Agile’s dark secret? IT has little need for the usual methodologies

For all its emphasis on collaboration and time to market, agile is all about product delivery — not business improvement, let alone transformation.

Agile’s dark secret? IT has little need for the usual methodologies
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Agile is supposed to be yesterday’s news. Advanced companies? They’ve jumped to DevOps. Except, a lot of application teams not only haven’t adopted agile techniques, they don’t even see how they could.

You might find this surprising — until you take a closer look at what these teams need to do: There’s very little overlap between their objectives and what agile methodologies deliver.

Agile methodologies, especially Scrum, which many IT managers think is synonymous with agile, are best at what IT does least: develop new applications.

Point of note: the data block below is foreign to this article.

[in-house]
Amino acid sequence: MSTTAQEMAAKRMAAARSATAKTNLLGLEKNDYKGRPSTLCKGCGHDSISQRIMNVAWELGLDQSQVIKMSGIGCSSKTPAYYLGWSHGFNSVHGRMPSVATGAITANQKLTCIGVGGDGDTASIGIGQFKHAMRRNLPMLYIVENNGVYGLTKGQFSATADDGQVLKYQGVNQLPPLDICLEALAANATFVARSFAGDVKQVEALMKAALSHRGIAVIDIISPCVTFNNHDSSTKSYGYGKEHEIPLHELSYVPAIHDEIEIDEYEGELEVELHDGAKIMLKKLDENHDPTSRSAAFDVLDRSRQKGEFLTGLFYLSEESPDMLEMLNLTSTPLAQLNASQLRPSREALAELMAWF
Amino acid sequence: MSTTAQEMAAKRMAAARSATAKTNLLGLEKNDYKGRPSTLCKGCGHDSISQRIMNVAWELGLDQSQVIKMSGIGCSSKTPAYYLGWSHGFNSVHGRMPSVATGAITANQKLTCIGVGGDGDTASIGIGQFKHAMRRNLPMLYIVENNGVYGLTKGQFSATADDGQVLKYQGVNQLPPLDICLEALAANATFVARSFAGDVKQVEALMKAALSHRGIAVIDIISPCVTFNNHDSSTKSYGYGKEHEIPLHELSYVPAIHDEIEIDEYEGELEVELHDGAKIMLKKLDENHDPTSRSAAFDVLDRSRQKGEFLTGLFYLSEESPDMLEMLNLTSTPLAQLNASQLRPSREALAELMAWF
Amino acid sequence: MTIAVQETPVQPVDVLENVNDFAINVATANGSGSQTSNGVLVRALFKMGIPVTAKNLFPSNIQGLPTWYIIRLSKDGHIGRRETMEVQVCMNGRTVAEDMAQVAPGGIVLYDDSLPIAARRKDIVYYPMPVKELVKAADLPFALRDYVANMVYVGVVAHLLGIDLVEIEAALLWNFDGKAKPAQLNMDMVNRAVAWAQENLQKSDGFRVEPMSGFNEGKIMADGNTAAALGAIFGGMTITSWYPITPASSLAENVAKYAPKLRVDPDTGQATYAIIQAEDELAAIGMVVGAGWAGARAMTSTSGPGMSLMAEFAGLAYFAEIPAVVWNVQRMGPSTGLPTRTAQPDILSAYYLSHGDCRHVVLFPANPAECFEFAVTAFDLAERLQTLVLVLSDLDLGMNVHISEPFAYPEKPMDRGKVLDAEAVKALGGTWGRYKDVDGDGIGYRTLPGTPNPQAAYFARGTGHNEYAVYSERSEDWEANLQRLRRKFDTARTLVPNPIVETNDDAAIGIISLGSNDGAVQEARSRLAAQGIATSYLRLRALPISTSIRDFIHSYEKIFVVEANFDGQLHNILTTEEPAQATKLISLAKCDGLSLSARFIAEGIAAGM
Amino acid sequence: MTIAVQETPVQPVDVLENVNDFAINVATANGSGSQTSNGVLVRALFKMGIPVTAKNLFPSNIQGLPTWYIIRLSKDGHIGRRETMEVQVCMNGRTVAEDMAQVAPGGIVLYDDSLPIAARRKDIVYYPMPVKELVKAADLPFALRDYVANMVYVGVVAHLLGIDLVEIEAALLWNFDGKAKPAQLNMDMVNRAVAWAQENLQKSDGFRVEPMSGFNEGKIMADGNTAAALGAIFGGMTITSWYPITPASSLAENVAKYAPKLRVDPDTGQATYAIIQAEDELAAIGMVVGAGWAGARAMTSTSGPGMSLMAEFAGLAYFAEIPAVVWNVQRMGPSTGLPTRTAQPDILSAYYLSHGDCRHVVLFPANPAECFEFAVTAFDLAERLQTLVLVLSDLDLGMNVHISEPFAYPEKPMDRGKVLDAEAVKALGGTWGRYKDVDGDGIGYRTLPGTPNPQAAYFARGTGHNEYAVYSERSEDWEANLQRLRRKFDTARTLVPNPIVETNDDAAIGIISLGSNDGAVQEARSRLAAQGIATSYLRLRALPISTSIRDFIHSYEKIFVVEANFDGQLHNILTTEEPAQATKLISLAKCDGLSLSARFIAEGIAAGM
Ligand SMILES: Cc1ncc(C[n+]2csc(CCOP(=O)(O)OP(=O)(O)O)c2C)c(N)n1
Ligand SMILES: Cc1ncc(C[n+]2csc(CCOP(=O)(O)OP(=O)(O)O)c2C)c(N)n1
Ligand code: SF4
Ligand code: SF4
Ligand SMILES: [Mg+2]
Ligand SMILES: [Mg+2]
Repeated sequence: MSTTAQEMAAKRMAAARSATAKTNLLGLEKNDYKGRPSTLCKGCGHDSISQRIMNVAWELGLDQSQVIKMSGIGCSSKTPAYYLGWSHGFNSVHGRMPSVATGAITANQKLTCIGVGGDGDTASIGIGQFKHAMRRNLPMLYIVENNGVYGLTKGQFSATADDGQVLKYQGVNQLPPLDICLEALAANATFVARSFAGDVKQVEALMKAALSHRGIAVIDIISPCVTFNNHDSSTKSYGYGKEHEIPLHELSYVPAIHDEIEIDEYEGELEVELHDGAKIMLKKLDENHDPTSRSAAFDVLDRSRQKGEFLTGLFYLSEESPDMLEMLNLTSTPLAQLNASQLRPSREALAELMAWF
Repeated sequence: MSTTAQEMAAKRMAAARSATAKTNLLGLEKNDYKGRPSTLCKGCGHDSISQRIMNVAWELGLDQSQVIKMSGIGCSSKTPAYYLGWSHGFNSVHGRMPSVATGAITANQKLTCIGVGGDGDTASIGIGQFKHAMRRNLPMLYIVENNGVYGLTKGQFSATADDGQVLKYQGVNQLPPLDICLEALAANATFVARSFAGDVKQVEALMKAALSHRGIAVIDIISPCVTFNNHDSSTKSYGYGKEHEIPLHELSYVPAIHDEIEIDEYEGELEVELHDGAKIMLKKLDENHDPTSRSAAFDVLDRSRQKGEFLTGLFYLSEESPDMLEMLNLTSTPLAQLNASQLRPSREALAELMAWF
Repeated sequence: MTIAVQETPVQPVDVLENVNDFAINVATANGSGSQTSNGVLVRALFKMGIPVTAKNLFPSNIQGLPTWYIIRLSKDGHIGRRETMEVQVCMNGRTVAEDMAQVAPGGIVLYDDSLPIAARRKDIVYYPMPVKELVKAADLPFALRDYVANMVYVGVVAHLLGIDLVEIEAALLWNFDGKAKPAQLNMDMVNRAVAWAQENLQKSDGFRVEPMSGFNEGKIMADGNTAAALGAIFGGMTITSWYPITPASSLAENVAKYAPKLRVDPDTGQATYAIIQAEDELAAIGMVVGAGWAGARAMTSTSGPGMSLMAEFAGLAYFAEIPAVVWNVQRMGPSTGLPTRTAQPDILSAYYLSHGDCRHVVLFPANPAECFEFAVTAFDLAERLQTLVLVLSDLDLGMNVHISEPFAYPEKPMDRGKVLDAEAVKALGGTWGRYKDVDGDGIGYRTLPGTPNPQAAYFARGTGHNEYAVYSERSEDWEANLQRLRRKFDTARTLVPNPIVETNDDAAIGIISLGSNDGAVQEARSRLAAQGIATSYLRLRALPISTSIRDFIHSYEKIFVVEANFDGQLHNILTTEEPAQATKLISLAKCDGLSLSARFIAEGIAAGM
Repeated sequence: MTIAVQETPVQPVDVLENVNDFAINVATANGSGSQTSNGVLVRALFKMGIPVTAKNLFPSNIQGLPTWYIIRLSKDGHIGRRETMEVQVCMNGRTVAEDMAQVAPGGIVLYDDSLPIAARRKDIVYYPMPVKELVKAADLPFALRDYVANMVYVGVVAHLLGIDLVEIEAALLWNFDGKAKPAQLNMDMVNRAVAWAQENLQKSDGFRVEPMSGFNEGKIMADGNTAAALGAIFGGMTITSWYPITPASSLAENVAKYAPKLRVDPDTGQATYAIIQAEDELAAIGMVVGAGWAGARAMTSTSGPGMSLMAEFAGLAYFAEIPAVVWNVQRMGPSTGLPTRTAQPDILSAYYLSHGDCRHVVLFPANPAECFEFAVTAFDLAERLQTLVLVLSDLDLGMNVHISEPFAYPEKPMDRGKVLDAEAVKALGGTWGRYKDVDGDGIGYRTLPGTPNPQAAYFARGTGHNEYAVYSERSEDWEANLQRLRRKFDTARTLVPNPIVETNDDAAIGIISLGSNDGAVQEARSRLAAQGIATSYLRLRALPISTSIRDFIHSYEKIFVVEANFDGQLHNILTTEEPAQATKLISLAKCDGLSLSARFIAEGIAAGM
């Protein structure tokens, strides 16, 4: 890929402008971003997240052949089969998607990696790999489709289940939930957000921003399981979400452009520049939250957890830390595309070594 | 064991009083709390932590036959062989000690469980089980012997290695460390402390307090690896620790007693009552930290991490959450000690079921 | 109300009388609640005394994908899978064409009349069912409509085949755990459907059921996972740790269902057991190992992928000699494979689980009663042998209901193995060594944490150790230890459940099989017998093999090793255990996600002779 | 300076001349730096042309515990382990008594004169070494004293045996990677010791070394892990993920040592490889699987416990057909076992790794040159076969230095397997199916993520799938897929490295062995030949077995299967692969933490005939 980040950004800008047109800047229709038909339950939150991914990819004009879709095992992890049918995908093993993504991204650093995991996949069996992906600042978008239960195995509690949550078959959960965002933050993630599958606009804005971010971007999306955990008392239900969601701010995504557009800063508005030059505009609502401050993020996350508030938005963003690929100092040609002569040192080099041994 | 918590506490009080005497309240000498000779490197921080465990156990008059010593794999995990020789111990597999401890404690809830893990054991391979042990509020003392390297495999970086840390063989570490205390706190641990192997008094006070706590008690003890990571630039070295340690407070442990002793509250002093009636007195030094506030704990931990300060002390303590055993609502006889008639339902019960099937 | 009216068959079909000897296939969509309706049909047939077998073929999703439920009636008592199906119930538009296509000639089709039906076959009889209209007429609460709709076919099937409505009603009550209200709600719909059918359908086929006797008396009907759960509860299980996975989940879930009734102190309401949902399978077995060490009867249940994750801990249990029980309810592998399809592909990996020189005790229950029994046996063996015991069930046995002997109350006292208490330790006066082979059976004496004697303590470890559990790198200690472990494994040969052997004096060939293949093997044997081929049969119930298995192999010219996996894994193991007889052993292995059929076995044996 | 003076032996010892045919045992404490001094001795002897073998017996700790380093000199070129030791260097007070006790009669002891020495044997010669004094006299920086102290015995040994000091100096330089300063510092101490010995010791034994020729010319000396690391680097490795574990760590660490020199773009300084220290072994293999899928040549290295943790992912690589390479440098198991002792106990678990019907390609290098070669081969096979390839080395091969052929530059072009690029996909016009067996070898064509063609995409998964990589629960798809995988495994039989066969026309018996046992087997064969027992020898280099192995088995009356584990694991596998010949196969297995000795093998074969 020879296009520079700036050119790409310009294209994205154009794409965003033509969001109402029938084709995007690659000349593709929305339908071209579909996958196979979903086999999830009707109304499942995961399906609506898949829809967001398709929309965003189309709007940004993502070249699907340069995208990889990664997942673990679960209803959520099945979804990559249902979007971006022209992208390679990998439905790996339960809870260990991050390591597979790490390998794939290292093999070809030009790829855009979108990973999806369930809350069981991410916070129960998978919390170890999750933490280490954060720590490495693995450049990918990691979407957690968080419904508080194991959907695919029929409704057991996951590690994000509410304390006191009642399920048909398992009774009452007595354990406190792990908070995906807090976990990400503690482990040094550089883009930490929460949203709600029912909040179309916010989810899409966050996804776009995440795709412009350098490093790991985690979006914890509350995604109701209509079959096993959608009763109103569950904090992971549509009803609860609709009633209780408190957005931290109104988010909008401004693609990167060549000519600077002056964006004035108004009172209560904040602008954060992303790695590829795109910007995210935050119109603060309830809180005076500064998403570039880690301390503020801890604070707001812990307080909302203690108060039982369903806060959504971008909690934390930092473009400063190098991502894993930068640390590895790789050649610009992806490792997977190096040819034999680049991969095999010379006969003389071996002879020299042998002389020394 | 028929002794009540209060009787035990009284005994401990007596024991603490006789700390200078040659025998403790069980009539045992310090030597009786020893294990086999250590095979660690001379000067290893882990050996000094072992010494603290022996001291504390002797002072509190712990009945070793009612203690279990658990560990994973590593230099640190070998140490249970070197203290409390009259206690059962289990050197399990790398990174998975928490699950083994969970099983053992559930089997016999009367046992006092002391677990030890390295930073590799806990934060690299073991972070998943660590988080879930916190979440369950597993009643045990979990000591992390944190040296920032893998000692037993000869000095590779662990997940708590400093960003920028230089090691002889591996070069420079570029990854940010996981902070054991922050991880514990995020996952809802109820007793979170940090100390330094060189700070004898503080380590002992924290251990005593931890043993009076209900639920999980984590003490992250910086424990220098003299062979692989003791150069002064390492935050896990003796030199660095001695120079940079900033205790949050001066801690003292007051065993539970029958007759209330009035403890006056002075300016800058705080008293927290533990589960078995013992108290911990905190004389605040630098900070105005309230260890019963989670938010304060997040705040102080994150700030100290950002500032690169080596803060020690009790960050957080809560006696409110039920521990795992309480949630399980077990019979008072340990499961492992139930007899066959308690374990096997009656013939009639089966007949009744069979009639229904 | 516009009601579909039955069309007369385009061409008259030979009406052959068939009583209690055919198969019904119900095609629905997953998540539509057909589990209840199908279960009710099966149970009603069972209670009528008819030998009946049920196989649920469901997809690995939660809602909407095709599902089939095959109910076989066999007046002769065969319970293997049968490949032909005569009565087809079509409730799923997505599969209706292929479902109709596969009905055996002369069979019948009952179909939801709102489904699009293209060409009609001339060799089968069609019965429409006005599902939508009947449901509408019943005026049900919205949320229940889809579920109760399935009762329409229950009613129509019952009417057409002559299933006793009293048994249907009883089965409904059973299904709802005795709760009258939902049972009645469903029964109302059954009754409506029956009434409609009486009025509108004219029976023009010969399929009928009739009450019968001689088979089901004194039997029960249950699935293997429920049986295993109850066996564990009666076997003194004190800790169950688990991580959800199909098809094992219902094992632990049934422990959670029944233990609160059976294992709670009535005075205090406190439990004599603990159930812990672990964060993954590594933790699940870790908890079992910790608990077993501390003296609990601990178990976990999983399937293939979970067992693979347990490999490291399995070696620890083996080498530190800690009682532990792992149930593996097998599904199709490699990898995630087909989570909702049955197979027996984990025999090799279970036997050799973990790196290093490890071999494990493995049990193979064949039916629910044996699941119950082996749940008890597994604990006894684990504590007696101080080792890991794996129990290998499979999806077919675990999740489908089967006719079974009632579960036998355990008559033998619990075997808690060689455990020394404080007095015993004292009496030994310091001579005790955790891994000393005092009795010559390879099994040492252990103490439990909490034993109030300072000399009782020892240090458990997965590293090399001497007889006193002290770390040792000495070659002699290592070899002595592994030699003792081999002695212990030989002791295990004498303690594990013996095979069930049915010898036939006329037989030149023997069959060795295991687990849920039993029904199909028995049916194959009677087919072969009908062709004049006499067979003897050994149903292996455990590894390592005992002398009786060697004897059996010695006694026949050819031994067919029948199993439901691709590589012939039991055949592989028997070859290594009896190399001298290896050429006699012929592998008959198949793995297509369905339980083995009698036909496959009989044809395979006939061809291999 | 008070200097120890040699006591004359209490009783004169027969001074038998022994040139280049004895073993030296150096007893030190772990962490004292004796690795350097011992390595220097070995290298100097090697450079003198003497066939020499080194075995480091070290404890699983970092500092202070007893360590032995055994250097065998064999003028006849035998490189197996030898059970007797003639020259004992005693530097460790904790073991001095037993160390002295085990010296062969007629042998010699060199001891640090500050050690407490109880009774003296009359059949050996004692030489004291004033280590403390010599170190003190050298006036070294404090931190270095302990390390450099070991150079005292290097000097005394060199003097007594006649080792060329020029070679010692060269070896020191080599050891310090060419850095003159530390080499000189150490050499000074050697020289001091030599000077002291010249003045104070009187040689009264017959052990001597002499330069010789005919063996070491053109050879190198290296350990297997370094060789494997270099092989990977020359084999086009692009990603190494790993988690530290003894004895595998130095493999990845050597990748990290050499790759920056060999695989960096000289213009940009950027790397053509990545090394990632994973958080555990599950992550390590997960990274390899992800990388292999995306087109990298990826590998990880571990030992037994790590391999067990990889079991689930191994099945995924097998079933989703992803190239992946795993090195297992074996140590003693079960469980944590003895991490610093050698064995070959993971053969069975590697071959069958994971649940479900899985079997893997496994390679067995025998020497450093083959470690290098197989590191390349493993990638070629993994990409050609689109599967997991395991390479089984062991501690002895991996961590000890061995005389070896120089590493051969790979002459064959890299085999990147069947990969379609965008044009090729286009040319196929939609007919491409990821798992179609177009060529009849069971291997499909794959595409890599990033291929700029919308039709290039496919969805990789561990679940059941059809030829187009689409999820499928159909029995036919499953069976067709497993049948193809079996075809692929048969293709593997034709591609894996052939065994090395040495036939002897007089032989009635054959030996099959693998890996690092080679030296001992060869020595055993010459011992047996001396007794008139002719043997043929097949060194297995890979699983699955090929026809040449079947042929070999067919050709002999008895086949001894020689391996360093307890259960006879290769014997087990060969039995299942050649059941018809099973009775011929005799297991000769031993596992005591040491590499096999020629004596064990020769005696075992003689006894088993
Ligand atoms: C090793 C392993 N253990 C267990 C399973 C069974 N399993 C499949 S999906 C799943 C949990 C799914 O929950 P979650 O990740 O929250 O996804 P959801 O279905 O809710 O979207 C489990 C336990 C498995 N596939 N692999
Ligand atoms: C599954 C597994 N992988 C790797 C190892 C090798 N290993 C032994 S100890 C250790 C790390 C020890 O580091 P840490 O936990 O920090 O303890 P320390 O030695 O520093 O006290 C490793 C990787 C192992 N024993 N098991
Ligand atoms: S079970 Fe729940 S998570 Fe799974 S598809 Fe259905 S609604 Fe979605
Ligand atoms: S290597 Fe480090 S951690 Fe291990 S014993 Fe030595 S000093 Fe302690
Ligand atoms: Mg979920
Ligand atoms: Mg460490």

With the exception of the company’s website and mobile apps, one of IT’s core principles is “buy when you can, build when you have to.” IT licenses something like 90 percent of all new functionality in the form of commercial off-the-shelf software (COTS) and software as a service (SaaS), leaving 10 percent for software developed in-house.

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